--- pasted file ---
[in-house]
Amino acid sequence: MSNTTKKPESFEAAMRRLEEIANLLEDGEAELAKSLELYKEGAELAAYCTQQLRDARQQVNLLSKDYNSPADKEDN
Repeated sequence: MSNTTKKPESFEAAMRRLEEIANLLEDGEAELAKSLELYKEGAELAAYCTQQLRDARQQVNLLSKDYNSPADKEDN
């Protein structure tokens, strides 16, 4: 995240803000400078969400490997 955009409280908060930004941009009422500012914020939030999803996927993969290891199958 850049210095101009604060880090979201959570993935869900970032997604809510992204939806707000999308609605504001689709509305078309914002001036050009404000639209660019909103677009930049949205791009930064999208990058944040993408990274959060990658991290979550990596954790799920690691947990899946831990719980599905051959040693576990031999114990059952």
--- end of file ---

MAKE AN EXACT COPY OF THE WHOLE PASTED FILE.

[in-house]
Amino acid sequence: MSNTTKKPESFEAAMRRLEEIANLLEDGEAELAKSLELYKEGAELAAYCTQQLRDARQQVNLLSKDYNSPADKEDN
Repeated sequence: MSNTTKKPESFEAAMRRLEEIANLLEDGEAELAKSLELYKEGAELAAYCTQQLRDARQQVNLLSKDYNSPADKEDN
């Protein structure tokens, strides 16, 4: 995240803000400078969400490997 955009409280908060930004941009009422500012914020939030999803996927993969290891199958 850049210095101009604060880090979201959570993935869900970032997604809510992204939806707000999308609605504001689709509305078309914002001036050009404000639209660019909103677009930049949205791009930064999208990058944040993408990274959060990658991290979550990596954790799920690691947990899946831990719980599905051959040693576990031999114990059952």